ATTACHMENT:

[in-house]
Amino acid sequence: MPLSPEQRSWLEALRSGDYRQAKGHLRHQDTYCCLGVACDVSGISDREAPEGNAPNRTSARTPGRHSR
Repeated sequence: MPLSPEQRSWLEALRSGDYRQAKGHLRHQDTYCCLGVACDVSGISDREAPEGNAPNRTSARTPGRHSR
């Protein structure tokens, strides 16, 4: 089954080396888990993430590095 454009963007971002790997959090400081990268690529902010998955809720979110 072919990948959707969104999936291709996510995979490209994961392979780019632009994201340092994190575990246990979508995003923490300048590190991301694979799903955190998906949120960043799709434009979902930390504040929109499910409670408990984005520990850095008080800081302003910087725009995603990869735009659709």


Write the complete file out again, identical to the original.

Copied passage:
[in-house]
Amino acid sequence: MPLSPEQRSWLEALRSGDYRQAKGHLRHQDTYCCLGVACDVSGISDREAPEGNAPNRTSARTPGRHSR
Repeated sequence: MPLSPEQRSWLEALRSGDYRQAKGHLRHQDTYCCLGVACDVSGISDREAPEGNAPNRTSARTPGRHSR
């Protein structure tokens, strides 16, 4: 089954080396888990993430590095 454009963007971002790997959090400081990268690529902010998955809720979110 072919990948959707969104999936291709996510995979490209994961392979780019632009994201340092994190575990246990979508995003923490300048590190991301694979799903955190998906949120960043799709434009979902930390504040929109499910409670408990984005520990850095008080800081302003910087725009995603990869735009659709």